Scott Wilkinson

Scott Wilkinson  |  May 22, 2005  |  0 comments

I first saw the Samsung SP-H700AE almost two years ago at the Video Software Dealers Association (VSDA) convention in Las Vegas. The company had hired video guru Joe Kane to help them design a single-chip DLP projector that would meet his exacting standards, and he invited me to come see the result (admittedly, in prototype form).

Scott Wilkinson  |  May 20, 2005  |  0 comments

Normally, <I>UAV</I> wouldn't pay much attention to the Electronic Entertainment Expo, otherwise known as E3, being held at the Los Angeles Convention Center, May 17-20, 2005. But at this year's show, there were some announcements that perked up my ears a bit: new game consoles from the Big Three (Sony, Microsoft, and Nintendo), at least some of which will have high-def capabilities, making them much more interesting to home theater buffs.

Scott Wilkinson  |  May 15, 2005  |  0 comments

At the Media-Tech Expo in Las Vegas last week, Toshiba announced the development of a triple-layer HD DVD-ROM (read-only) disc with a data capacity of 45GB, which is enough to hold 12 hours of high-definition content on a single disc. The new disc joins the existing HD DVD lineup that includes 15GB (single-layer, single-sided) and 30GB (dual-layer, single-sided) versions.

Scott Wilkinson  |  May 14, 2005  |  0 comments

It was a night like any other Hollywood premier: lavish parties, hundreds of fans crowding police barricades surrounding the theater, stars sauntering down the red carpet, paparazzi yelling at them: "Turn to the right! No, <I>my</I> right!" But few premiers feature Imperial Storm Troopers, Wookies, and Darth Vader himself working the crowd.

Scott Wilkinson  |  May 08, 2005  |  0 comments

In what must be considered a major victory for consumers, on May 6, 2005, the United States Court of Appeals for the District of Columbia Circuit ruled in favor of the American Library Association and others who filed suit against the Federal Communication Commission (FCC) to block implementation of the so-called "broadcast flag," a digital signature that would have severely limited the circumstances under which consumers could copy DTV programs. As a result, over-the-air DTV signals may be freely recorded and copied for personal, non-commercial purposes as outlined by the principles of fair use (as unclear as those principles may be).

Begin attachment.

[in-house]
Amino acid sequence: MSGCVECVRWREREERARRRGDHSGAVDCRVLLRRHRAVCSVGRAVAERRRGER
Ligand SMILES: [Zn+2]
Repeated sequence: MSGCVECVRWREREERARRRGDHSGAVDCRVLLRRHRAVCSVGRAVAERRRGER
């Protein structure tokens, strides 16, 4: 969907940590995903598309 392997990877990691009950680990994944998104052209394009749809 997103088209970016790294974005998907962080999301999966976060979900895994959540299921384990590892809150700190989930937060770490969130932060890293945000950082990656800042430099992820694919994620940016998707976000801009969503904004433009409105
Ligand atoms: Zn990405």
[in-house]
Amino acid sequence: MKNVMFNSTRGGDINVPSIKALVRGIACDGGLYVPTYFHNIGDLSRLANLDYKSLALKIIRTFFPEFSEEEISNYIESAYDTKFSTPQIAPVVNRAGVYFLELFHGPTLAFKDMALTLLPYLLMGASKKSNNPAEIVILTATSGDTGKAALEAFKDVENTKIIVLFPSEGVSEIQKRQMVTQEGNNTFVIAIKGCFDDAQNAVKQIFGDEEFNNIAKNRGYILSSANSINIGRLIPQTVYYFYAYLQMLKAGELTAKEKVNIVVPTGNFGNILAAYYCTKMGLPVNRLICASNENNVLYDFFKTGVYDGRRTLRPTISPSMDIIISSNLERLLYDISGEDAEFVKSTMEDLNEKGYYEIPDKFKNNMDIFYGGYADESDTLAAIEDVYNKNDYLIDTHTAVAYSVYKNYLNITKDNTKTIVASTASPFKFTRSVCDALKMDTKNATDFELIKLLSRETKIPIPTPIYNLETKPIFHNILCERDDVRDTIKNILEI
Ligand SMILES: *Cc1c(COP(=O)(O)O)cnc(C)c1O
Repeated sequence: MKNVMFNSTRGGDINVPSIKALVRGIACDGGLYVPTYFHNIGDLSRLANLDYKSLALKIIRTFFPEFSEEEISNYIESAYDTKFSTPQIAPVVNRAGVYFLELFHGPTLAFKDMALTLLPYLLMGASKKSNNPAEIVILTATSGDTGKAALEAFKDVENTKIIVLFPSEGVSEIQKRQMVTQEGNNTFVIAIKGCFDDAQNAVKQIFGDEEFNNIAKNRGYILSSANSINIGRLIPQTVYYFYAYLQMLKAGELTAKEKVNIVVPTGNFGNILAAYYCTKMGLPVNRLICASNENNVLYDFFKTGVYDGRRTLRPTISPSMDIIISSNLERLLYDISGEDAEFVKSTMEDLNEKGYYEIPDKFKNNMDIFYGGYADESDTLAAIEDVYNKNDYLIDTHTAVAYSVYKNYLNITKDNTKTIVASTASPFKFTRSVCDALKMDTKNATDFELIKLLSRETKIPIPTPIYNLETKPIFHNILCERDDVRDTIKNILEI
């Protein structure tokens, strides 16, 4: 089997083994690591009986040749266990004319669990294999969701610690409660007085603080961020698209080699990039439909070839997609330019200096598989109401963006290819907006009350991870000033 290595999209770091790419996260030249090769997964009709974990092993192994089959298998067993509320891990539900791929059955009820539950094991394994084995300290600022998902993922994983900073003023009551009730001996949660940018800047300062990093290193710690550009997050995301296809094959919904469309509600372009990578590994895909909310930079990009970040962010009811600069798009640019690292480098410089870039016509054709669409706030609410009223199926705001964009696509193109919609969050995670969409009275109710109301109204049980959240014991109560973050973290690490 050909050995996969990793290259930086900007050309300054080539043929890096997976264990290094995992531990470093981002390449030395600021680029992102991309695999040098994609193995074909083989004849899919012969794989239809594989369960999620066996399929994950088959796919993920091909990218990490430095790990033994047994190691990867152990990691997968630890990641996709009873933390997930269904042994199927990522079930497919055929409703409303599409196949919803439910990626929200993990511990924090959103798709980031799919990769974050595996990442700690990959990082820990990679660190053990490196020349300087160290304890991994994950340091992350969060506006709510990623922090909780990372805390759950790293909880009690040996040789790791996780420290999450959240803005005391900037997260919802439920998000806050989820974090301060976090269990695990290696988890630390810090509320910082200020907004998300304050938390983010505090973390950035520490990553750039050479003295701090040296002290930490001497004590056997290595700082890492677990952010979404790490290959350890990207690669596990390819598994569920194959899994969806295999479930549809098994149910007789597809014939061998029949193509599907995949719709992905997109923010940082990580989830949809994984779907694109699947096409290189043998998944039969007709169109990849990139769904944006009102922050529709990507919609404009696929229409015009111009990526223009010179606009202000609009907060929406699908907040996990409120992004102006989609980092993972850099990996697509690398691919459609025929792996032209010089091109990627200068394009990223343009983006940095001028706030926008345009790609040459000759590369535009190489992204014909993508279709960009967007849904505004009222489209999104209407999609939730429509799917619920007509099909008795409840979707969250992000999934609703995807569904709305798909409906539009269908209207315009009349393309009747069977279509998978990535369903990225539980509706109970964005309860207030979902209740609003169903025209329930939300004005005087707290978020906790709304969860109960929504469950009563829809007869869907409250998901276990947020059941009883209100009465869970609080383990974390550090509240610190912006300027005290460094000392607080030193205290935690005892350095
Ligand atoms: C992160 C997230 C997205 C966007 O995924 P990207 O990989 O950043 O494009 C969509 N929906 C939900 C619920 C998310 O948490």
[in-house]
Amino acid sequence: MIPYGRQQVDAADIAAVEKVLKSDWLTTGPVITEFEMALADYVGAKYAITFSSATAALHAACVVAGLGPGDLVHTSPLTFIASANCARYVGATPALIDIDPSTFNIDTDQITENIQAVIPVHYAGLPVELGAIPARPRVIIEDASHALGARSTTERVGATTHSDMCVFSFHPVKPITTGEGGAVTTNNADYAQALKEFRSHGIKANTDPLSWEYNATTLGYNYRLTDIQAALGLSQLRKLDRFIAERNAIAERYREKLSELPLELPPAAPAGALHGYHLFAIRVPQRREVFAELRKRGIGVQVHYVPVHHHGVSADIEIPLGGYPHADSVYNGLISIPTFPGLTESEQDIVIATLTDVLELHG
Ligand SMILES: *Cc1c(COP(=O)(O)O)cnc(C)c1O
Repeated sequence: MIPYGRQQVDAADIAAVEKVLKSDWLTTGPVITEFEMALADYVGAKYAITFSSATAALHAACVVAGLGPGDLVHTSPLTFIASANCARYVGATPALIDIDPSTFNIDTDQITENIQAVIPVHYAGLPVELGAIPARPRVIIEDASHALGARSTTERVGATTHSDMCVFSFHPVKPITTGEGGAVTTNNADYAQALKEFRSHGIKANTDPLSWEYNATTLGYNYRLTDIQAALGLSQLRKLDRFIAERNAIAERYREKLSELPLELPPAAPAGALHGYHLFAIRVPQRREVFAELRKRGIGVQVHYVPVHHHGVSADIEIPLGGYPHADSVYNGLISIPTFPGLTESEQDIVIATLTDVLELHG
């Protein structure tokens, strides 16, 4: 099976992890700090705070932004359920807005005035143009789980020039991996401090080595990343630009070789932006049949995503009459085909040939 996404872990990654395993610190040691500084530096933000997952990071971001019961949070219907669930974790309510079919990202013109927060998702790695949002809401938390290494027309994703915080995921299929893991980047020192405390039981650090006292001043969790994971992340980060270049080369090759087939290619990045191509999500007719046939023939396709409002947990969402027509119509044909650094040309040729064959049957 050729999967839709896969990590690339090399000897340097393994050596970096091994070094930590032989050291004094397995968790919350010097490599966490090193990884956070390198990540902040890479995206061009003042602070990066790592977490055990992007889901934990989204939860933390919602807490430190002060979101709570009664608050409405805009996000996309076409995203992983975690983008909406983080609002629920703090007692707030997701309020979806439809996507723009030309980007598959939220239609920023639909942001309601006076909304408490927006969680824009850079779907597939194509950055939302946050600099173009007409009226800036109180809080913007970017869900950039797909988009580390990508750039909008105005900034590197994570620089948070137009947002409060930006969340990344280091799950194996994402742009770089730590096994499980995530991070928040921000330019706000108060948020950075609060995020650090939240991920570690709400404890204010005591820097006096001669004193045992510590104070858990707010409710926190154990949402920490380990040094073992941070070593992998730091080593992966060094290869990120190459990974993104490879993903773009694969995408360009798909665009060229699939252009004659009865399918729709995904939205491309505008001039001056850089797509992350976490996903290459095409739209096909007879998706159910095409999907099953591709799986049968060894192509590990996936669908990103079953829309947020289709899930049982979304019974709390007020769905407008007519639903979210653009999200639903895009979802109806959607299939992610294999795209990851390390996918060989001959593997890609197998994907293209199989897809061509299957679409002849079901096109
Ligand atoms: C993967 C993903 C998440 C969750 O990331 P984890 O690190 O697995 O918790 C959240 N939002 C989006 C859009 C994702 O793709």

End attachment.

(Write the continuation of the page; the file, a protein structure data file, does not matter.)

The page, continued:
Scott Wilkinson  |  May 05, 2005  |  0 comments

Focus Enhancements, one of the primary developers of ultra wideband (UWB) wireless networking technology, has successfully demonstrated the transmission of two HDTV datastreams through the walls of its Hillsboro, Oregon, facility. This is an important step toward enabling consumer products to wirelessly transmit multiple HD streams throughout the home using Focus Enhancements' UWB chipsets, which should become available later this year.

Scott Wilkinson  |  Apr 30, 2005  |  0 comments

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Scott Wilkinson  |  Apr 20, 2005  |  0 comments

I've always been impressed with Sam Runco's familial attitude toward his employees and dealers as well as the consumer-electronics press corps and even the entire industry. This attitude is especially evident during his company's annual spring retreat in Mexico, held this year at the Meli&#225; Cabo Real resort on the Sea of Cortez, halfway between Cabo San Lucas (famous home of Sammy Hagar's Cabo Wabo bar and tequila business) and the lesser-known but much more quaint San Jose del Cabo. Not only does Runco invite his top 10 dealers and a few fortunate journalists, he encourages them to bring their families, stressing the importance of making and maintaining personal connections within the CE community.

Scott Wilkinson  |  Apr 18, 2005  |  0 comments

<IMG SRC="/images/archivesart/headshot150.sw.jpg" WIDTH=150 HEIGHT=200 HSPACE=6 VSPACE=4 BORDER=0 ALIGN=RIGHT>A number of years ago, broadcasters started displaying their logo as a semi-translucent image in the bottom right corner of the screen. I find this very distracting, but I suppose it was inevitable; as the number of channels on most cable and satellite systems increases, it becomes harder and harder to remember what channel you're watching. And don't forget the anti-piracy aspect of these logos.

Scott Wilkinson  |  Apr 14, 2005  |  0 comments

It seems that Voom is finally nearing the end of the line, despite Herculean (some would say Machiavellian) efforts to keep it alive by Cablevision founder Charles Dolan. In what can only be described as a real-life soap opera, Dolan's attempts to resurrect the HD satellite service have raised more than a few eyebrows and divided his own family squarely down the middle. (If you haven't been following the saga, you can get up to speed by <A href="">starting here</A> and following the links.)